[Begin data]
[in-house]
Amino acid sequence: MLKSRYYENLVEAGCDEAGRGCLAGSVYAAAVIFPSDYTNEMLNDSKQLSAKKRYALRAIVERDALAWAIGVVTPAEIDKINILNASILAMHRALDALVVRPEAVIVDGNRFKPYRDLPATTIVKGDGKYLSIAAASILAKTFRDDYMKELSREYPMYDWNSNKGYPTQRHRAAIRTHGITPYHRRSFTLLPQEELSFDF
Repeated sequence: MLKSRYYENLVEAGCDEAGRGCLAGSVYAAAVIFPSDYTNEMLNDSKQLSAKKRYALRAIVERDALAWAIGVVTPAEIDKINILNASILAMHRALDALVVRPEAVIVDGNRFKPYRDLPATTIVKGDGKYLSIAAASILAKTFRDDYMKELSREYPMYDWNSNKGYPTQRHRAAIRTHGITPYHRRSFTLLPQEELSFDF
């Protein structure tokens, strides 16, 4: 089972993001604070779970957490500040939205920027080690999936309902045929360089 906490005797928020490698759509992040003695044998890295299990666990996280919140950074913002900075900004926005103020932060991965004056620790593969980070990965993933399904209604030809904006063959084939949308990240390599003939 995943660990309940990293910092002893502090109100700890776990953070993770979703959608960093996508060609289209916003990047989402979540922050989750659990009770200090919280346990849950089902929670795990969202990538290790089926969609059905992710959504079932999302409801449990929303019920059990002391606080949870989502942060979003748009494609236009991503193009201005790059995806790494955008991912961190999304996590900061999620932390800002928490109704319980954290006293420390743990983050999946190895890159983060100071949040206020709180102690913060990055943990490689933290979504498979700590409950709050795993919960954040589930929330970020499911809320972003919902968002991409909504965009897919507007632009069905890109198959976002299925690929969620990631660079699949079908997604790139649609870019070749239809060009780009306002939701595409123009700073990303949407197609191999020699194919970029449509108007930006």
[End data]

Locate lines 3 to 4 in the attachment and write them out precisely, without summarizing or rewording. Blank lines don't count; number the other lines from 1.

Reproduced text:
Repeated sequence: MLKSRYYENLVEAGCDEAGRGCLAGSVYAAAVIFPSDYTNEMLNDSKQLSAKKRYALRAIVERDALAWAIGVVTPAEIDKINILNASILAMHRALDALVVRPEAVIVDGNRFKPYRDLPATTIVKGDGKYLSIAAASILAKTFRDDYMKELSREYPMYDWNSNKGYPTQRHRAAIRTHGITPYHRRSFTLLPQEELSFDF
């Protein structure tokens, strides 16, 4: 089972993001604070779970957490500040939205920027080690999936309902045929360089 906490005797928020490698759509992040003695044998890295299990666990996280919140950074913002900075900004926005103020932060991965004056620790593969980070990965993933399904209604030809904006063959084939949308990240390599003939 995943660990309940990293910092002893502090109100700890776990953070993770979703959608960093996508060609289209916003990047989402979540922050989750659990009770200090919280346990849950089902929670795990969202990538290790089926969609059905992710959504079932999302409801449990929303019920059990002391606080949870989502942060979003748009494609236009991503193009201005790059995806790494955008991912961190999304996590900061999620932390800002928490109704319980954290006293420390743990983050999946190895890159983060100071949040206020709180102690913060990055943990490689933290979504498979700590409950709050795993919960954040589930929330970020499911809320972003919902968002991409909504965009897919507007632009069905890109198959976002299925690929969620990631660079699949079908997604790139649609870019070749239809060009780009306002939701595409123009700073990303949407197609191999020699194919970029449509108007930006």